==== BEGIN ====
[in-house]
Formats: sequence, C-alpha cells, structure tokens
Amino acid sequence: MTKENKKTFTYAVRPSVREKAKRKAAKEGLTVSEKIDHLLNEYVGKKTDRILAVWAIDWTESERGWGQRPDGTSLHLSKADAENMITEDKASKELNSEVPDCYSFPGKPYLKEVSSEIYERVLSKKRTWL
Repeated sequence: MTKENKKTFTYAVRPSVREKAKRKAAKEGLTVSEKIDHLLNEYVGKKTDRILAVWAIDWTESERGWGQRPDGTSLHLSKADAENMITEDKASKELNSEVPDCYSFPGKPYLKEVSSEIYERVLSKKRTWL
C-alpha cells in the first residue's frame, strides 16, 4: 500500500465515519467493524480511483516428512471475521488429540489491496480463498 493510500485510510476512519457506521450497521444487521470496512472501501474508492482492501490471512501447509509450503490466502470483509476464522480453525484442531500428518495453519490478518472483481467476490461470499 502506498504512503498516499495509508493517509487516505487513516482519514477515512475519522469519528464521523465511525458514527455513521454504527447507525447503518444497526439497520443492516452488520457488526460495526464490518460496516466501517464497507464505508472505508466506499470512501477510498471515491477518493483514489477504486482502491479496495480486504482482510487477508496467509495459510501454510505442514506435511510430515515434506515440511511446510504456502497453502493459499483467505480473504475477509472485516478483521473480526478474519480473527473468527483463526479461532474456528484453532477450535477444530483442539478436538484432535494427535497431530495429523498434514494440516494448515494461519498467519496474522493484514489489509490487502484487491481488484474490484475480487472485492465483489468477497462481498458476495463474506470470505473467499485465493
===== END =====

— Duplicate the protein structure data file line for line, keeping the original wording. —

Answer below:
[in-house]
Formats: sequence, C-alpha cells, structure tokens
Amino acid sequence: MTKENKKTFTYAVRPSVREKAKRKAAKEGLTVSEKIDHLLNEYVGKKTDRILAVWAIDWTESERGWGQRPDGTSLHLSKADAENMITEDKASKELNSEVPDCYSFPGKPYLKEVSSEIYERVLSKKRTWL
Repeated sequence: MTKENKKTFTYAVRPSVREKAKRKAAKEGLTVSEKIDHLLNEYVGKKTDRILAVWAIDWTESERGWGQRPDGTSLHLSKADAENMITEDKASKELNSEVPDCYSFPGKPYLKEVSSEIYERVLSKKRTWL
C-alpha cells in the first residue's frame, strides 16, 4: 500500500465515519467493524480511483516428512471475521488429540489491496480463498 493510500485510510476512519457506521450497521444487521470496512472501501474508492482492501490471512501447509509450503490466502470483509476464522480453525484442531500428518495453519490478518472483481467476490461470499 502506498504512503498516499495509508493517509487516505487513516482519514477515512475519522469519528464521523465511525458514527455513521454504527447507525447503518444497526439497520443492516452488520457488526460495526464490518460496516466501517464497507464505508472505508466506499470512501477510498471515491477518493483514489477504486482502491479496495480486504482482510487477508496467509495459510501454510505442514506435511510430515515434506515440511511446510504456502497453502493459499483467505480473504475477509472485516478483521473480526478474519480473527473468527483463526479461532474456528484453532477450535477444530483442539478436538484432535494427535497431530495429523498434514494440516494448515494461519498467519496474522493484514489489509490487502484487491481488484474490484475480487472485492465483489468477497462481498458476495463474506470470505473467499485465493